Angora is Mike Richard (guitar/keyboards/percussion), Kalya Ramu (vocals), Ruben Huizenga (bass/percussion) and Ken Griffin (drums/percussion). The four-piece band's self-titled album Angora feels like a homage to gritty, hard rock that you can imagine playing at the best dive bar in town at around two in the morning.
Throughout the EP the band indulges in 101 tricks of the trade that hard rock fans have come to know and love. Suffice it to say Angora doesn’t bring much new to the genre but will satiate those who prefer a pure, untouched version of hard rock that harks back as far back to the ‘60s.
The band opens with a cover song entitled “Louisiana Blues” which is a perfect title because that's exactly what it sounds like. Ramu has a voice that sounds almost too tailor made for the style they are playing. If she pushed her southern flair any more it would feel like a caricature. The songs contains some wicked slide guitar and is well delivered in general but really doesn’t offer any pleasant surprises that make it feel like anything else than a genre piece.
On the next song “Hot Dollar Fella” the band ditches the southern Louisiana vibe and replaces it with a forward moving hard rock vibe that infuses elements of the blues. It’s a hard-hitting song where you could reference a myriad of other bands but also is a good, fun song you shouldn’t think too hard about.
“Walkin' Blues” is another aptly titled song originally performed by Robert Johnson. Ramu certainly isn’t the first to talk about shoes, walking and leaving your man - see Nancy Sinatra’s “These Boots Are Made For Walking.” She sings, “I woke up this mornin', feelin' round for my shoes / Know 'bout 'at I got these, old walkin' blues / Woke up this mornin', feelin' round for my shoes / But you know 'bout that baby I got these old walkin' blues.”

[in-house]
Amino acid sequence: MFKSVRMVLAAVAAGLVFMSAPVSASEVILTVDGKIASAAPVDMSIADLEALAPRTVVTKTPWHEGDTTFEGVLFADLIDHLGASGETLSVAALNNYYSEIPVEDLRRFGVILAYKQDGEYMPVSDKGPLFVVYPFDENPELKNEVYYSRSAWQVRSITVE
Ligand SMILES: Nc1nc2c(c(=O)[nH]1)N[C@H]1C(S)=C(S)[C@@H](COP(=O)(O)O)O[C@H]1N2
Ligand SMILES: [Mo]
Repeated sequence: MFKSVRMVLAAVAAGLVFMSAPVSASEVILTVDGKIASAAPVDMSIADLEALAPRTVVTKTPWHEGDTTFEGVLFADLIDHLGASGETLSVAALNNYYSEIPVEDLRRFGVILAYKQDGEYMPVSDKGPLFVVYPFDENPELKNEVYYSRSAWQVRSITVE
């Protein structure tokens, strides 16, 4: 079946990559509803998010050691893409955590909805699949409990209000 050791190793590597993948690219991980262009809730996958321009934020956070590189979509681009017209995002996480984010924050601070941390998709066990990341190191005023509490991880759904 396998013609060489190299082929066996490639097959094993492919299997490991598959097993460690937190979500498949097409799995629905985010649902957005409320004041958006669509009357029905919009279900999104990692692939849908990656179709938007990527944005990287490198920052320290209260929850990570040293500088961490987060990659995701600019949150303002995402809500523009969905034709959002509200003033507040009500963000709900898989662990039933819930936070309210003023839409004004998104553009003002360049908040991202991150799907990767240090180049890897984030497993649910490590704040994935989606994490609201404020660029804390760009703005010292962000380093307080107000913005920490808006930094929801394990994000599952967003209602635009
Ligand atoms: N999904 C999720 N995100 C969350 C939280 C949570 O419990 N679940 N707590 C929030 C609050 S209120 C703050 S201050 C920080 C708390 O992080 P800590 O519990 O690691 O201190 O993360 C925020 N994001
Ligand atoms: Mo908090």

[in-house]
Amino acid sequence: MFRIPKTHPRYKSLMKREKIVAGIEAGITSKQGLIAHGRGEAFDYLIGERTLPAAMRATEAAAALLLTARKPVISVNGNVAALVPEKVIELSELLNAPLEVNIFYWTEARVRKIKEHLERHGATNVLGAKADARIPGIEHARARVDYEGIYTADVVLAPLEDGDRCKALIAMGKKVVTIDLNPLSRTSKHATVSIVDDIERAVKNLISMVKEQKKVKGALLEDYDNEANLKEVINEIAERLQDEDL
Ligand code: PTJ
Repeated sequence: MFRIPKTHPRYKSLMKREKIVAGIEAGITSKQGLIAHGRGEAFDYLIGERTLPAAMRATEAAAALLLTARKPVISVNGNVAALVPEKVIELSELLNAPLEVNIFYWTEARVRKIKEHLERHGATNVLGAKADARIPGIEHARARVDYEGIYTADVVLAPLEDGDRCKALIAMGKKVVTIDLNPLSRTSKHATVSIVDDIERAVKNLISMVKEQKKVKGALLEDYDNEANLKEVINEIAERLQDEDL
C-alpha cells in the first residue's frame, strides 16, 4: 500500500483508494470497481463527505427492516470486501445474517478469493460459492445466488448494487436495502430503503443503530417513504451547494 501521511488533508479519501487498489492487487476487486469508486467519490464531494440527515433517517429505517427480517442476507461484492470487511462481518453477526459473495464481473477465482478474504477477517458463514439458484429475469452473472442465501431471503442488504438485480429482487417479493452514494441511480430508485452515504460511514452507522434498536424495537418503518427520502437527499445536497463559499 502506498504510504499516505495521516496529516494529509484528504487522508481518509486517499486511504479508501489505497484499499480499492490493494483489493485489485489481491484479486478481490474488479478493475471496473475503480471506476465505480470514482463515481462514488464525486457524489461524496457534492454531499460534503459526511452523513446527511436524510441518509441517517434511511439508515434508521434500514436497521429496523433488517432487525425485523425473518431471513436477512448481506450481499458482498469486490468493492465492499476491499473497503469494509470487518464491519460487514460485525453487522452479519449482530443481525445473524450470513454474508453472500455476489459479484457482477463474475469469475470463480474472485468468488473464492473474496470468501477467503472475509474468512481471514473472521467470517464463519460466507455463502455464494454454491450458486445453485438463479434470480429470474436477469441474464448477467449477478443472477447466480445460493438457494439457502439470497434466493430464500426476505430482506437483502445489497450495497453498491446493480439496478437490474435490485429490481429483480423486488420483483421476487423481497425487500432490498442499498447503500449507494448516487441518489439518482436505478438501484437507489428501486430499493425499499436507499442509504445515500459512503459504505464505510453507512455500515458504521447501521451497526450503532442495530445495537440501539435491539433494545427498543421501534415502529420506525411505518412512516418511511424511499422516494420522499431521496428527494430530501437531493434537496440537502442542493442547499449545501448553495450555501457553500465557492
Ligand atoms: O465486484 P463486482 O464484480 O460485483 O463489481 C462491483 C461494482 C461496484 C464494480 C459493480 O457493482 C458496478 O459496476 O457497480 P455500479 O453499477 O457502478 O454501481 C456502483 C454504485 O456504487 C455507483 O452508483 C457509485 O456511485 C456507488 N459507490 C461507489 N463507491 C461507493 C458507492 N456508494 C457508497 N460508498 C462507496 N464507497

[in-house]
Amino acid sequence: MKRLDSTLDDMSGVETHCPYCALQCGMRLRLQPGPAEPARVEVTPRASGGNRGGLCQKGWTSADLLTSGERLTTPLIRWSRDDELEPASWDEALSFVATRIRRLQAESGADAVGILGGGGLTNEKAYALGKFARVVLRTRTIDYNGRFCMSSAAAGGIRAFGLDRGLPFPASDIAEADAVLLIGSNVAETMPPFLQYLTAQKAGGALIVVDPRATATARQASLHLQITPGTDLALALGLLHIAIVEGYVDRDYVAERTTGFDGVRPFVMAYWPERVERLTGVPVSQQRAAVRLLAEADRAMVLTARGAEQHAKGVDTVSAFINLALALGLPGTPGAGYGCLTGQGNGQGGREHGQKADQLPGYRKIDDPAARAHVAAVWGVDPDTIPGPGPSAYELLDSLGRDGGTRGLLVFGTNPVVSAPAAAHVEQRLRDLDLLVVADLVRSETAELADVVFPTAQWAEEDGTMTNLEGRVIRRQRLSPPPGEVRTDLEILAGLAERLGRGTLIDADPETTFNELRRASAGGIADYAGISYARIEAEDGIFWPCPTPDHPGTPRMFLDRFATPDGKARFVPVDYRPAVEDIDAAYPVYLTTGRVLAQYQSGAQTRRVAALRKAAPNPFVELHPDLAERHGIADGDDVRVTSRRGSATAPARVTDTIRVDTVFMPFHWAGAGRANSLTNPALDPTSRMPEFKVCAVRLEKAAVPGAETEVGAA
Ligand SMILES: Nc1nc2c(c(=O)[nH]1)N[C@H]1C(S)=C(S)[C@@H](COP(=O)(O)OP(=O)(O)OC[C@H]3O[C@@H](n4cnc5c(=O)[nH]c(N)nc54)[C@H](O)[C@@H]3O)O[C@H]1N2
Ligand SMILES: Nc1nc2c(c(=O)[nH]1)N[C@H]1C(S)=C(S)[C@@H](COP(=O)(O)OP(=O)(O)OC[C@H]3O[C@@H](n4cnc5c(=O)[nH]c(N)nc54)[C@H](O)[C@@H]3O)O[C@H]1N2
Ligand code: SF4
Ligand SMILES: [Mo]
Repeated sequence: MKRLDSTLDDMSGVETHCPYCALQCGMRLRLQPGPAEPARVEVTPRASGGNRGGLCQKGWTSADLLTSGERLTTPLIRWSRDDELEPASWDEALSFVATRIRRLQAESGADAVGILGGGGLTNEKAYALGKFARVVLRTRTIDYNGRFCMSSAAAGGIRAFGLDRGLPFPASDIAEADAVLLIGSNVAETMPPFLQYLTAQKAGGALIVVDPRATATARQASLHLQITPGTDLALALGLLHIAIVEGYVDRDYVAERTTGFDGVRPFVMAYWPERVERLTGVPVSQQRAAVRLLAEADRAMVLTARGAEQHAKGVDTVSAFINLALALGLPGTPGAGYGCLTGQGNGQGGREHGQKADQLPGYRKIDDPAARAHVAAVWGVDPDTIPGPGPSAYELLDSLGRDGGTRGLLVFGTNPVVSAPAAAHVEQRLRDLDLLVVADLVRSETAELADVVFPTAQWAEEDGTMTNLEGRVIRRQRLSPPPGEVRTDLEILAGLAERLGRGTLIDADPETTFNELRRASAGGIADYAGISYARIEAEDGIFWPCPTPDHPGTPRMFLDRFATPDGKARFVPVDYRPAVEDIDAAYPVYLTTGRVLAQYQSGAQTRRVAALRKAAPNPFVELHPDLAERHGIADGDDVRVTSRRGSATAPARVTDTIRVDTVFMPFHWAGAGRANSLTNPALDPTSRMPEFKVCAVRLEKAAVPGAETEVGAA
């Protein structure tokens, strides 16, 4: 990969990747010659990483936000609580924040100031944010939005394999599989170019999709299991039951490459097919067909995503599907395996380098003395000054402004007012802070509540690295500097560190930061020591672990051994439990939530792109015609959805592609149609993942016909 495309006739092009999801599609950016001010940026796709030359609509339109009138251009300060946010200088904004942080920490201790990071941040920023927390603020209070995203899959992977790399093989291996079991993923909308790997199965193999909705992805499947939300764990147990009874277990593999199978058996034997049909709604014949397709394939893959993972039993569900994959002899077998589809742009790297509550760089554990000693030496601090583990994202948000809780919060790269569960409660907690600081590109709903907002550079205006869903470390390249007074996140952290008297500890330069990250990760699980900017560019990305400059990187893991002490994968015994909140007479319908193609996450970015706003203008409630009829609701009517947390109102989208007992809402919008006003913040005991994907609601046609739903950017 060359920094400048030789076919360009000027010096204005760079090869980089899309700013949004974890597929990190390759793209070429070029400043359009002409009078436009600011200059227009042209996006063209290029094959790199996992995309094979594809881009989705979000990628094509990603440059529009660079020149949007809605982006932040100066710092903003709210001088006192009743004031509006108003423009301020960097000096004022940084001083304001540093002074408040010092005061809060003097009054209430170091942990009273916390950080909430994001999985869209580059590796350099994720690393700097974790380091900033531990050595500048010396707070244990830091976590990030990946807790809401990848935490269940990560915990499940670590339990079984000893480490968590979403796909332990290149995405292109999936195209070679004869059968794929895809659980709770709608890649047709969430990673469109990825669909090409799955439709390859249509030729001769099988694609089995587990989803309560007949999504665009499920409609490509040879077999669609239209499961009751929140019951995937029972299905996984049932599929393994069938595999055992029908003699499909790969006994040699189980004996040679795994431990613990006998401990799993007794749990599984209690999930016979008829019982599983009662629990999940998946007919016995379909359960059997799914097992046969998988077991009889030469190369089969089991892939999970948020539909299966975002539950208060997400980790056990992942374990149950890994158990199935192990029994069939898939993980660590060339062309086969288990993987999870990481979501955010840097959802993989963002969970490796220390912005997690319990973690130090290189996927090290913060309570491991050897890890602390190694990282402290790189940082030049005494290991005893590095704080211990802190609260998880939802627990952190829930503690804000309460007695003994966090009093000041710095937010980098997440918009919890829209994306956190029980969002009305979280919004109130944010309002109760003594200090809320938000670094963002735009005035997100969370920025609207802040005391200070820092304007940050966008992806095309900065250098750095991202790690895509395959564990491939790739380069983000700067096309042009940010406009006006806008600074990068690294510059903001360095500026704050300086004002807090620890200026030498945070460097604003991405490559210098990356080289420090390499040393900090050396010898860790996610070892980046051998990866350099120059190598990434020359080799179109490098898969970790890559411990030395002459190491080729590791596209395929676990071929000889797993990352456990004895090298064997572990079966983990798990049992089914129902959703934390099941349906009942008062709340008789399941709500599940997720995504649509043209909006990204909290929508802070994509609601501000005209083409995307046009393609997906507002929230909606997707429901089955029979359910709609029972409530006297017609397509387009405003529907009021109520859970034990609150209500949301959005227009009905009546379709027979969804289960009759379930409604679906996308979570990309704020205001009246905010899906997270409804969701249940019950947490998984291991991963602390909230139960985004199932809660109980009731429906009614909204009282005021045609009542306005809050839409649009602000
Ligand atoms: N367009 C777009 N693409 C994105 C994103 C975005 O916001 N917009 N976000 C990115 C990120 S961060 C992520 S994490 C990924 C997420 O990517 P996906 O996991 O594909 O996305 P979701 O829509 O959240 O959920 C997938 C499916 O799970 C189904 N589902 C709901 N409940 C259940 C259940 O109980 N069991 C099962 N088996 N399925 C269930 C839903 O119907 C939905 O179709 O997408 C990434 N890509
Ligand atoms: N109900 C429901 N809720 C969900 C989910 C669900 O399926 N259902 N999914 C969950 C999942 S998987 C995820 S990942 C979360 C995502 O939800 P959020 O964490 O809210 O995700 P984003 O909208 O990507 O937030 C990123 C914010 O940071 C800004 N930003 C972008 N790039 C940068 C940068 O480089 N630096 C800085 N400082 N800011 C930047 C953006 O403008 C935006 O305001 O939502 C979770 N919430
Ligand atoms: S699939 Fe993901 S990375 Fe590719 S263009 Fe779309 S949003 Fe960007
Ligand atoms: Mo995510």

The band once again kills it when naming their songs with exactly what they sound like with “Slow Blues.” It’s a solid, slow blues song. They close with a good ole’ fashioned rocker that contains slight experimentation that I wish I heard a little bit more of. Towards the end of the song the band slides into an Eastern influenced part that I thought was arguably the most inventive transition on the EP.
Angora is a release that wears its influence on its sleeve and I think it’s hard to deny that because of the two cover songs. That being said the delivery is often great and I got the impression that the band probably at this point excels best in a live environment. The band mixes up the feel quite well while never completely abandoning the hard rock blueprint. If the band released more music I’d like to hear them break away from some of the hard rock tropes they were feeding and not be afraid to get outside of the comfort zone that I heard on the closer. At the end of the day Angora is a solid, unpretentious EP that I think a lot of people will enjoy.
Become A Fan
We are dedicated to informing the public about the different types of independent music that is available for your listening pleasure as well as giving the artist a professional critique from a seasoned music geek. We critique a wide variety of niche genres like experimental, IDM, electronic, ambient, shoegaze and much more.
Are you one of our faithful visitors who enjoys our website? Like us on Facebook